Biting into a slab of ribs can make you feel like you're at the top of the food chain or the bottom of a delicious pile of meat. Savor every bite with this Groupon.
Choose Between Two Options
- $85 for one VIP weekend pass to the festival on June 28–29 ($175 value)
- $165 for two VIP weekend passes to the festival on June 28–29 ($350 value)
Kansas City–Style Barbecue: Sweet and Spicy
Debate over the true capital of barbecue has raged for years. Learn more about Kansas City’s claim to the thrown with Groupon’s look at KC-style barbecue.
Kansas City’s barbecue artists proudly make everything in-house. So popular have the signature flavors become, that more than any other region, Kansas City–style barbecue sauce has found its way into bottles. That’s no surprise. Whereas Texas and Carolina sauces rely on a bracing mix of vinegar and hot peppers, Kansas City’s signature thick, dark-crimson nectar is an immediate crowd pleaser. Molasses adds both sweetness and body to a smoky, slightly spicy tomato base. In eateries around the City of Fountains, this smooth and sticky blend is either applied during the last 5–10 minutes of the smoking process or served alongside the meat at the table so that diners can ladle on however much they like or lap it up like kittens.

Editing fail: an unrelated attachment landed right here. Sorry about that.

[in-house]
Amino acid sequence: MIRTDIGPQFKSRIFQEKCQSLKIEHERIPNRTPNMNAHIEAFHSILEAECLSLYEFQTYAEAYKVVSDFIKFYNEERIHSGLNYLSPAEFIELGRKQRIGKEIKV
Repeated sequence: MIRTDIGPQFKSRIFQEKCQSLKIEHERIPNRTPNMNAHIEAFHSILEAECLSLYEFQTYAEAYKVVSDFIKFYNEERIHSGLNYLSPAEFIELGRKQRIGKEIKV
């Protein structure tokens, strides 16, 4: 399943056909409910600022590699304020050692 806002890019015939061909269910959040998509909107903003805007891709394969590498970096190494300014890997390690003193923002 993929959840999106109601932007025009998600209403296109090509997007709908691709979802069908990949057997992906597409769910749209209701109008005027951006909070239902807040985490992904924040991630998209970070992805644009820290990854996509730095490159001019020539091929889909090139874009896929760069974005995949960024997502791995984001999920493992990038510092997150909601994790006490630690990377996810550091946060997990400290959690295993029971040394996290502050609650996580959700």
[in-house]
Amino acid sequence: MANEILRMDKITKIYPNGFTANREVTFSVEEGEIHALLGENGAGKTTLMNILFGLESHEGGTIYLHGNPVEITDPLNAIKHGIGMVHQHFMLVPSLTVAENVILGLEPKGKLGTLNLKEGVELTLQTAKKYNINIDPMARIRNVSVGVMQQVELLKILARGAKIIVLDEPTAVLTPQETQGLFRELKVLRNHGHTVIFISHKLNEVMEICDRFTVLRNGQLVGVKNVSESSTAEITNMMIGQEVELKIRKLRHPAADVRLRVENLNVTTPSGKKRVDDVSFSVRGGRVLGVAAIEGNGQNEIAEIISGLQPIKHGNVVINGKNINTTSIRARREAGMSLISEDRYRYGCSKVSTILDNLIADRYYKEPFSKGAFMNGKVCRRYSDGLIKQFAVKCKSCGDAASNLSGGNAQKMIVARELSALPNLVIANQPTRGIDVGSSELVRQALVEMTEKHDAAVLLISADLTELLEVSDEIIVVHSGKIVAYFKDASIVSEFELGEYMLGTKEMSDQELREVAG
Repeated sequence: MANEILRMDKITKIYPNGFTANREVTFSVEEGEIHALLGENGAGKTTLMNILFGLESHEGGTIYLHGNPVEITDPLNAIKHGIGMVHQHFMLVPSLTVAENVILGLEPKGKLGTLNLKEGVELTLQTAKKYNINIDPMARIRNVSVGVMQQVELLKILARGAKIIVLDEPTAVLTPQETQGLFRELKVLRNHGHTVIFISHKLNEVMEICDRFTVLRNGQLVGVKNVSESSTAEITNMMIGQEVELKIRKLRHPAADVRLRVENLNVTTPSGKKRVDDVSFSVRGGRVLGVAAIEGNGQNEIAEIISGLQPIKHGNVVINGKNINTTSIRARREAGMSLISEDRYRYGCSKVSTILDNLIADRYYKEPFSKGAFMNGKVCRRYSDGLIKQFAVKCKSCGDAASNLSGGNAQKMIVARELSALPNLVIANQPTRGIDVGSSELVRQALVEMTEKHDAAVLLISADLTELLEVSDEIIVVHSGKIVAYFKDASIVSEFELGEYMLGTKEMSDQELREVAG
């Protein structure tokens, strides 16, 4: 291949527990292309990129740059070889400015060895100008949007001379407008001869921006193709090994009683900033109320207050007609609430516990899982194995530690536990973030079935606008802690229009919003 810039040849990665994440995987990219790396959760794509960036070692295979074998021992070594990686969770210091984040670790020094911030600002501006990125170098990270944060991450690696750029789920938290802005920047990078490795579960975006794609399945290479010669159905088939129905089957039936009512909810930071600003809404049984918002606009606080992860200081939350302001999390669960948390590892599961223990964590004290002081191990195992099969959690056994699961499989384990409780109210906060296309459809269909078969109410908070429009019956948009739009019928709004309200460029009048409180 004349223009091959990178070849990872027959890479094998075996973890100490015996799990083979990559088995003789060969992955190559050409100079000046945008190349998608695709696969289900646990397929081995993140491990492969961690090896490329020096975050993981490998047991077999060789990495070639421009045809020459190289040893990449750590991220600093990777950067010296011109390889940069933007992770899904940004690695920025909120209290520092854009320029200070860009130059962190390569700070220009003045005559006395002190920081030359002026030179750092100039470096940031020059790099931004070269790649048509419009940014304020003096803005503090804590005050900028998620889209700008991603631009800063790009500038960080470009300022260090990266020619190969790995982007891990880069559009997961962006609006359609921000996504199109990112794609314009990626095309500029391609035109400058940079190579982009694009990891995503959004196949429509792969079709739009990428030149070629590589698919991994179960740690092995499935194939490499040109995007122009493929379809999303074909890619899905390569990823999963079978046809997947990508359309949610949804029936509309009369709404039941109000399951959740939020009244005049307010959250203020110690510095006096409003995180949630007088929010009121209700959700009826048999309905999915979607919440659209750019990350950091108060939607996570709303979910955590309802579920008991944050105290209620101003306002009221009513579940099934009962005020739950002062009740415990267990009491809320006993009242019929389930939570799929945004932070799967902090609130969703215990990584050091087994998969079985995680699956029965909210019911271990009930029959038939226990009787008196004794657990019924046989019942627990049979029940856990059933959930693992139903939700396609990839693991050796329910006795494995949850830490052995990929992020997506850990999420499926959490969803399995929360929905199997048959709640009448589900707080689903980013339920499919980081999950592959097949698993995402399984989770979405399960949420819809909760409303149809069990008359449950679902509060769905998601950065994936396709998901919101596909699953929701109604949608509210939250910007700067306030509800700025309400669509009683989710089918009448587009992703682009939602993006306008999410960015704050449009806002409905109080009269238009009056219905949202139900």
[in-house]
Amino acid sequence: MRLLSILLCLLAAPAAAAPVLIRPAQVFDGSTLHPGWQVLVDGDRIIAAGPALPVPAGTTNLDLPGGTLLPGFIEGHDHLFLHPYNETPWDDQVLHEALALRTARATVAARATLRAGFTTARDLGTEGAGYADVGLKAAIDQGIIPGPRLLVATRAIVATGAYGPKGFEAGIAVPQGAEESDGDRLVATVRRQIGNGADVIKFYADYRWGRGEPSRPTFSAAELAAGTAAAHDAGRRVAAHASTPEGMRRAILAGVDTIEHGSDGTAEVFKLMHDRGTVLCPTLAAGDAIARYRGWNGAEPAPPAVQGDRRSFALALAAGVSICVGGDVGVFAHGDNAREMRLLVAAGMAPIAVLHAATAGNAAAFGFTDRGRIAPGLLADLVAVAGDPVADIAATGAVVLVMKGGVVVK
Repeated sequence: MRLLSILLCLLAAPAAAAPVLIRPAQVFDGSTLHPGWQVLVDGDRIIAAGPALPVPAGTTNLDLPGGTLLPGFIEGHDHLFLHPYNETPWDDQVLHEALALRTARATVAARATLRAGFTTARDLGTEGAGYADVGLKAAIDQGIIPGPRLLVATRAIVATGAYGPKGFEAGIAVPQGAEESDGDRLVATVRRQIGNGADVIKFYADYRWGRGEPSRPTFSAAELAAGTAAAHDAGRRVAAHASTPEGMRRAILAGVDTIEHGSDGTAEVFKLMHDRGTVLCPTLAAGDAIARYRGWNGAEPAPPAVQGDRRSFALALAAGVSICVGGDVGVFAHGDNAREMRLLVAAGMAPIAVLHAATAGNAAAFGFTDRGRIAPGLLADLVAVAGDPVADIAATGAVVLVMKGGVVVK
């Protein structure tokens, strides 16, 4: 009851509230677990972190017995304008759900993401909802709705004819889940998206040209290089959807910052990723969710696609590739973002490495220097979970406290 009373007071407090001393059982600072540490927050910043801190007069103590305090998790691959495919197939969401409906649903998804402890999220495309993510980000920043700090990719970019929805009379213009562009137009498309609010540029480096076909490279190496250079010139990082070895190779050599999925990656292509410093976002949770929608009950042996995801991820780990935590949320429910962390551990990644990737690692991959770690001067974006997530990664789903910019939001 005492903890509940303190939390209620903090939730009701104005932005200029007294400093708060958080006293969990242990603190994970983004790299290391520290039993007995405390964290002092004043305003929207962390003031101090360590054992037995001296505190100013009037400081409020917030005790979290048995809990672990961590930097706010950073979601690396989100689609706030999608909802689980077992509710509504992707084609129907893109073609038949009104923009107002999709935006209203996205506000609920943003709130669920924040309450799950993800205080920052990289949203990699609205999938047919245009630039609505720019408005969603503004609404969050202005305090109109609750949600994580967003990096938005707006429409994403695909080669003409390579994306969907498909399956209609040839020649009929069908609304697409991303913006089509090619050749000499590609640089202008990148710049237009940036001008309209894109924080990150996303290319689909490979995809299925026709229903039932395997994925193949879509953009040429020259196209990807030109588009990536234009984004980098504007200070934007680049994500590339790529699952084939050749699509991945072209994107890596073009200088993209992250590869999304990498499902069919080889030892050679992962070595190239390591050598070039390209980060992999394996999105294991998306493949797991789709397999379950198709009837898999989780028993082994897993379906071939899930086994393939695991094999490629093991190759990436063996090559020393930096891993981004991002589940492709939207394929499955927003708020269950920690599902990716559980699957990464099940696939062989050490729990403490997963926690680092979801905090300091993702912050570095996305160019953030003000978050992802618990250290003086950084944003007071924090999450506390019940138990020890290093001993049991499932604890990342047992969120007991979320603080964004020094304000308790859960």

Even before it’s sauced, Kansas City barbecue is intensely flavorful. The meat is first rubbed with a blend of dry spices and, sometimes, a little sugar to create a caramelized outer crust. Then, it’s slow-smoked over low-burning wood (usually hickory) for as much as 18 hours. When beef brisket is the protein at hand, this process results in a beloved byproduct: burnt ends, the charred tips that are almost as much fat and flavor rub as they are meat. These crisp little bits are often added to baked beans, if they’re not pureed and served in a sippy cup.
It’s not just beef that gets this loving treatment, though. Another defining feature of Kansas City barbecue is the variety of proteins used: pork, beef, chicken, turkey, mutton, and even fish. Perhaps that’s because in the early 1900s, Kansas City boasted one of the world’s largest stockyards (second only to the Union Stockyards in Chicago). That’s when the city began its rise to carnivorous acclaim. In a streetcar barn at 19th and Highland, Henry Perry slow-cooked ribs over an open fire pit, wrapped them in newspaper, and sold them for 25 cents a slab. As his success mounted, Perry trained a number of employees in his signature cooking style—including Arthur Pinkard and Charlie Bryant, founders of restaurants that remain community staples today. Today, Kansas City boasts more than 100 barbecue joints and hosts one of the world’s largest competitions, the American Royal World Series of Barbecue, every October.